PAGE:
Americans aren’t sure they trust the latest jobs numbers. Reactions to Republicans’ health care proposal split largely along political lines. And we commemorate Pi Day with...pie charts.This is HuffPollster for Tuesday, March 14, 2017.
THE PUBLIC TAKES A DIM VIEW OF JOBS NUMBERS, BUT FEW BLAME ― OR CREDIT ― TRUMP - HuffPollster and Arthur Delaney, on a new HuffPost/YouGov poll: “The majority of Americans, 54 percent, describe the current unemployment rate as ‘not so good’ or ‘poor,’ with just 32 percent calling it ‘excellent’ or ‘“good.’ But either way, few see the number as much of a reflection on Trump’s brief time in office. Sixty-five percent of those who say the unemployment rate is ‘not so good’ or ‘poor’ say that Trump deserves little or none of the blame, while 61 percent who say the rate is ‘good’ or ‘excellent’ say Trump deserves little or none of the credit….Democrats polled still have a rosier view of the current numbers ― 40 percent say the unemployment rate is good or excellent, compared to 33 percent of Republicans who say the same. Opinions are far more sharply split along the lines of the 2016 election, with 52 percent of voters who supported Hillary Clinton, but just 27 percent of those who backed Trump, saying the current numbers are good.” [HuffPost]
Few are confident in the official unemployment rate - More from the survey: “Just 29 percent of Americans polled say they’re confident that the currently reported 4.7 percent unemployment rate is correct. Forty percent say they’re not confident, and another 31 percent say they’re unsure ― a finding that tracks with the public’s widespread distrust of most major institutions. Among those who lack confidence, 82 percent believe that the real unemployment rate is actually higher. Democrats are somewhat less likely than Republicans to say they trust the latest numbers, although the difference pales in comparison to the partisan splits seen on other issues….That’s a shift from a previous survey taken during the Obama administration. While few Americans then were inclined to believe the official numbers either, a Politico-Harvard poll taken in September showed that Democrats were the most likely to express faith in the government’s data.”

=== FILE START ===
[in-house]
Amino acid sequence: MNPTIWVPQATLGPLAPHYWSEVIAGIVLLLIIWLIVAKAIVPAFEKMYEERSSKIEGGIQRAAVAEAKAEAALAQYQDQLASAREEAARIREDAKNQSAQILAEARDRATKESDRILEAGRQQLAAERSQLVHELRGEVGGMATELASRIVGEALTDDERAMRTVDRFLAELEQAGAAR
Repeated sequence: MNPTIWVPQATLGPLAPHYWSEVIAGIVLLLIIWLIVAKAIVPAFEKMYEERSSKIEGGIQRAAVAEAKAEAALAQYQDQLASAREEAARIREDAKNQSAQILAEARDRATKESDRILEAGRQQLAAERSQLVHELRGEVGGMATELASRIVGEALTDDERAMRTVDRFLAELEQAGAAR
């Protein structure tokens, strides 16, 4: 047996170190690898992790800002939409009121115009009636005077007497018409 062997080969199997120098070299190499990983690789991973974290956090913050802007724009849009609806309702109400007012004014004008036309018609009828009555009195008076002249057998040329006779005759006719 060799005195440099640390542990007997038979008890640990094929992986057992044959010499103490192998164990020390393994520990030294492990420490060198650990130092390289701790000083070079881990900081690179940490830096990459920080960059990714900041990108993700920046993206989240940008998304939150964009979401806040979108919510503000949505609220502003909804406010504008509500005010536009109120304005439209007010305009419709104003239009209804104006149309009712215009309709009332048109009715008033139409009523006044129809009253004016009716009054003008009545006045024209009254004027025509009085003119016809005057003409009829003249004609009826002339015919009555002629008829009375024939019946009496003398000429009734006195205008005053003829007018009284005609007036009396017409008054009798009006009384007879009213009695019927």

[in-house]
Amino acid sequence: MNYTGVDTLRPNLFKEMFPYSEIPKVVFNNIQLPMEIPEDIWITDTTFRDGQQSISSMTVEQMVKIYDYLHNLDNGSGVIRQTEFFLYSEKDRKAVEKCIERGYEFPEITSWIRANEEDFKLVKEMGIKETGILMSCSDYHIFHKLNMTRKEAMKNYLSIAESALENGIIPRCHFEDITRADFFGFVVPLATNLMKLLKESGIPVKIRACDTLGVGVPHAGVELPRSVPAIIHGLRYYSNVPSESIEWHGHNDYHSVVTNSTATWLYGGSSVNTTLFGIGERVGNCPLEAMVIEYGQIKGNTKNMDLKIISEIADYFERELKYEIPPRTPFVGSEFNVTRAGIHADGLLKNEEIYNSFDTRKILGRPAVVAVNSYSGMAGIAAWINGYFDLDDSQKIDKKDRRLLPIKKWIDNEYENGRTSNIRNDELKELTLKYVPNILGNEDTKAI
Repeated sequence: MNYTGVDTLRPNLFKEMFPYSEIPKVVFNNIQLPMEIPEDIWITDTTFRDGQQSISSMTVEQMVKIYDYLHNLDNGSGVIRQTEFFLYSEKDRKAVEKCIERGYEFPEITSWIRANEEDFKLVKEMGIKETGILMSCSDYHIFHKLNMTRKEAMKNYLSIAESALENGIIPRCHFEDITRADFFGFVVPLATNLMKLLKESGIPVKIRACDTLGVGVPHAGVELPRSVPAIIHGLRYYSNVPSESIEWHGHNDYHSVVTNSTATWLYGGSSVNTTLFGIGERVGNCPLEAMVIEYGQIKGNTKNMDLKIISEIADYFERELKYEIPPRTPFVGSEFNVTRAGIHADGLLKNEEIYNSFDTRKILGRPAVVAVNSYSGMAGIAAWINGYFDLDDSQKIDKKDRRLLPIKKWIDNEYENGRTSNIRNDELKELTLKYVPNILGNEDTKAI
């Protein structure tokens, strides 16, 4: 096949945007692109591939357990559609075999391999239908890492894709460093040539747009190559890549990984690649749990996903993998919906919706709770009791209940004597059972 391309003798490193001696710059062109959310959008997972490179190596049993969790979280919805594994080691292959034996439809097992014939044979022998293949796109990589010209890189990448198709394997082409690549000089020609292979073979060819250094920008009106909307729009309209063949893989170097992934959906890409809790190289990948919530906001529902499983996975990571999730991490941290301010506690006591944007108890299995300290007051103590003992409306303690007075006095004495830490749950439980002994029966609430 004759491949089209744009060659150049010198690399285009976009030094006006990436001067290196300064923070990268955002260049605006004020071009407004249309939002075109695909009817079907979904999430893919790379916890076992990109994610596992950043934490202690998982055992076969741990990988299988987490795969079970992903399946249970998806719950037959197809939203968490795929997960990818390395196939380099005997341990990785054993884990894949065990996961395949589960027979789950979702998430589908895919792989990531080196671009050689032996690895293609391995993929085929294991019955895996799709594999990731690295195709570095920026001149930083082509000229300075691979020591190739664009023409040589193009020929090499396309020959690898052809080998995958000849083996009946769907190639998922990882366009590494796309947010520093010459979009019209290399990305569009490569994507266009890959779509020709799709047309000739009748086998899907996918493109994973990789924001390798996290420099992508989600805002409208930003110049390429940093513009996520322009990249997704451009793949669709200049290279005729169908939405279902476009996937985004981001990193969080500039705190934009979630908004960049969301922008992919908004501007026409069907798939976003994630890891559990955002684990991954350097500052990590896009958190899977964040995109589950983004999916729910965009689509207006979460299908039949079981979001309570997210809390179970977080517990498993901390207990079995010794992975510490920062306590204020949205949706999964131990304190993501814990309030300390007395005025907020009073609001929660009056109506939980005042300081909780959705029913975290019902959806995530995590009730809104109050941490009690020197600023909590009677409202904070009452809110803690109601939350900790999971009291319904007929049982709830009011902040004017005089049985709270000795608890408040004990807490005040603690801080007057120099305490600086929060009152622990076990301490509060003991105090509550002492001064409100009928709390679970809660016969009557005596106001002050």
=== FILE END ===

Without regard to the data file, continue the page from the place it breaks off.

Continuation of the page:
INITIAL REACTIONS ARE DIVIDED ON REPUBLICANS’ NEW HEALTH CARE BILL - HuffPollster: “Initial public reactions to the Republican plan to repeal the Affordable Care Act are divided, a new HuffPost/YouGov survey finds, with a narrow plurality of Americans saying the proposal would mark a step down. While 27 percent of Americans expect the new health care bill, if it passes, would be better than the current law, 32 percent think it would be worse, and 13 percent that it would be about the same. Another 28 percent aren’t sure….While a majority of Americans believe Trump backs the bill, just 11 percent say that Republicans in Congress are united in support of it. Fifty-eight percent are aware that some Republicans are opposed. Nevertheless, with much about the Republican proposal still up in the air, public opinion divides largely, if not universally, along partisan lines. Democrats are 43 percentage points likelier than Republicans, at 68 percent to 25 percent, to favor the current health care law.” [HuffPost]
One reason for the partisan split - With relatively little information about the bill’s effects at hand ― CBO estimates weren’t available at the time the survey was fielded ― many respondents may have looked to partisan cues to guide their opinions. Such cues were present in the survey, which identified the current law as “President Obama’s health care law,” and the proposal under consideration as being recently released by “Republican leaders in the House of Representatives.”